26 June 2005

Testing my limits. A flight in Orcier.

After a good lunch and a nice siesta, we all pile-up in various vehicles (the truck comes to the fore in this occasion) and drive to Très-le-Mont. The wind has shifted from the East a little, and we transfer to Le Couteau which is more appropriate for North-Easterly winds. When we get there, a few people are finalising their preparation and there's even a hang-glider getting ready to launch.
View from the top.The wind is shifting capriciously, the take-off is not very sound anymore, with the thermals triggering just in front of the frop-off. We watch a few pilots take off, and the antics they unvoluntarily perform are proof that it is necessary to be cautious during this delicate phase of the flight. I let a few more pilots take off before I lay my wing and check my risers. Finaly, I'm in the slope and I wait for the right gust of wind. My perception of the airflow is not hindered by my helmet, as I forgot it at the landing terrain, I'm thus wearing the spare, transparent one to comply with the local rule that all pilots have to wear a helmet...
A few more minutes wait, and I'm pulling the wing up behind me, I chose a weak gust and it's climbing slowly, I'm going to compensate by running fast. One quick look up to verify that none of the risers are tangled and that the wing looks fine, and I'm pushing in the harness to get a correct speed.Look who's behind... The wing is fairly stable; as expected it tends to turn right, to match the incoming wind direction. I correct it very little and in a few seconds it carries me. As I try to sit into the harness, I discover I'm stuck. I decide to stay hanging until I'm in a stable flying situation. It only takes a few seconds to get everything going smoothly. I've picked up a nice ascendence on the right of the take-off and I'm at a safer height, I wriggle in the harness and flip back while raising my legs, and manage to sit in a comfortable position after a few contorsions. Hide and seek The problem comes from the radio in my pants pocket, it's pressing hard on my thigh, and that's what made the whole task so difficult. I make a note not to use my pants pocket for anything while I struggle to pull the camera out of the other pant pocket. For the rest of the flight, it will stay in my lap, but for now, I have my hands full controling this flight. The thermals are quite big, a lot of the pilots gain altitude quickly, and I manage to join the crowd at the front of the crest above Orcier. It's a rollercoaster ride as I traverse the thermals and get bumped upwards. After a long while, things quieten down, and I look around, there are much fewer paragliders around, I scan the horizon and can't see any of them in the distance. I haven't been paying much attention, but it looks as if many of them have landed. There's been a steady flow of pilots taking off from Le Couteau, Olivier and Michael have done a few teandem flights, and waved as they were coming past. Icarus... I check my instrument, and an't believe my eyes: I have been in the air for just over two hours! I briefly consider going in to land, but then the Mont-Blanc catches my eye and I decide to gain yet more altitude to snap a few pictures. It's a battle, as the sun has dropped on the horizon, it's almost 19:00 and the shadows are lengthening, giving us gentler thermal activity. The wind from the East is still making itself felt strongly at altitude, though. After getting the snaps I wanted, I realise I'll have to land soon. I'm getting a headache I think is due to dehydration, the Blanc-Cassis Francis poured generously at apéro time is not helping, and I decide it's not really worth pushing the experiment further: I now know I can concentrate on the flying for an extended period of time. I reach the landing with a lot of altitude to spare, and take this opportunity to do a nice approach, spending the altitude upwind of the terrain. It's a good thing my final approach and touchdown are very smooth, as it feels like two rubber stump have replaced my legs when I try to stand. Before I switch it off, I check my vario, and it tells me I was in the air for three hours and fifteen minutes. I think this will stay my record for a while...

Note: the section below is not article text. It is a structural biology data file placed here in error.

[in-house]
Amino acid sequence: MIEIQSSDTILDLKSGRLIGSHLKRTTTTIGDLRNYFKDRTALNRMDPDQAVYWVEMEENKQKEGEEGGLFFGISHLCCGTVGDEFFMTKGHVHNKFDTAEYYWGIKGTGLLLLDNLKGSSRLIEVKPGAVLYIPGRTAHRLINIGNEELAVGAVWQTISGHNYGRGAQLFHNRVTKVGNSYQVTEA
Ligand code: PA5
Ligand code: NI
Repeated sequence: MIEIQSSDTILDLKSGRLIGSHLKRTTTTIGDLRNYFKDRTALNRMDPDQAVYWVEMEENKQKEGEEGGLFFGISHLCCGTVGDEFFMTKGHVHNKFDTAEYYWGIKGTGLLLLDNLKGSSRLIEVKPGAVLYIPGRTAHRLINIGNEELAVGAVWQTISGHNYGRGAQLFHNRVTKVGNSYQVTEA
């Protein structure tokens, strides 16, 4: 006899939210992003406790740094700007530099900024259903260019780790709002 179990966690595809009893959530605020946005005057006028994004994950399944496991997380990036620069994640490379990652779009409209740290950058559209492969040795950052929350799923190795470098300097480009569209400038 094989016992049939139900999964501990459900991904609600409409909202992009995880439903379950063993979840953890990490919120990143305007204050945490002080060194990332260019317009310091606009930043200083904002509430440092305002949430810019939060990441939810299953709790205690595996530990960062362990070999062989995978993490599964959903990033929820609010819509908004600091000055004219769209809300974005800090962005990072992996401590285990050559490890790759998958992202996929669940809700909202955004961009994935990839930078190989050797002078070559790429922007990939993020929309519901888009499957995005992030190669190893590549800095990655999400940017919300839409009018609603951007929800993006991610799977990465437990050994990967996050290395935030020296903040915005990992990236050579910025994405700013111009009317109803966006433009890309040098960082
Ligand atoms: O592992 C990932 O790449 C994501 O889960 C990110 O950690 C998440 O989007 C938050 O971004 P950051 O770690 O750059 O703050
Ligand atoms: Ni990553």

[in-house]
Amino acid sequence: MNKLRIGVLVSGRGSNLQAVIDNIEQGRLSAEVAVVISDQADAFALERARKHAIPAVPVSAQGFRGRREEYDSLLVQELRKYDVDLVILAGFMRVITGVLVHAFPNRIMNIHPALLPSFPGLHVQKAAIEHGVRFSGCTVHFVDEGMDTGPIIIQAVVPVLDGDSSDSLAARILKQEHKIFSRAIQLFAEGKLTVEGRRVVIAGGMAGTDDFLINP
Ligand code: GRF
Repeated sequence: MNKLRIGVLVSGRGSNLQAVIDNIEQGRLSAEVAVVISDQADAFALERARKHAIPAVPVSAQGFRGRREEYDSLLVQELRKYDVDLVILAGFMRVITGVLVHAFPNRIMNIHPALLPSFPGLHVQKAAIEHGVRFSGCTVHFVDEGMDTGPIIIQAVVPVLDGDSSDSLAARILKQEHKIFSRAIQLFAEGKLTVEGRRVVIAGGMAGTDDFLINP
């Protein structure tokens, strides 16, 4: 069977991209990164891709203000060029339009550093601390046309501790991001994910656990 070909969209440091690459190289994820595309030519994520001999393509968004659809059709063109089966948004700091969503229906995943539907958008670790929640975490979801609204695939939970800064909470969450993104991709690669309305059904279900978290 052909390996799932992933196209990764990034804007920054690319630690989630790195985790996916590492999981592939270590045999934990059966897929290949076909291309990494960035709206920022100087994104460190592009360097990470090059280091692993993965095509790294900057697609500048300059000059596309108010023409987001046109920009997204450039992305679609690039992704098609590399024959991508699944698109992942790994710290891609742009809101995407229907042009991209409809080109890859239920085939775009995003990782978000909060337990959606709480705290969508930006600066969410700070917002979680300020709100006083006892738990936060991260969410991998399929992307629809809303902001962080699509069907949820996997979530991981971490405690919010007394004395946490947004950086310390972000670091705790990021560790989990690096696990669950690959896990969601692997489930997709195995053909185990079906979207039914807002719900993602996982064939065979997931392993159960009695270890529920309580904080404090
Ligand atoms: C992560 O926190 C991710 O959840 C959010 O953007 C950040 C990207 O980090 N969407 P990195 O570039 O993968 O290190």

pano - Dent d'oche a Niflon
Technical data: Flight duration 3:15, Take-off altitude: 1355m, Maximum altitude reached: 1675m, Total climb during flight: 6030m, Max rate of climb: +3.8m/s, Max descent rate: -4.6m/s, Landing altitude: 640m.


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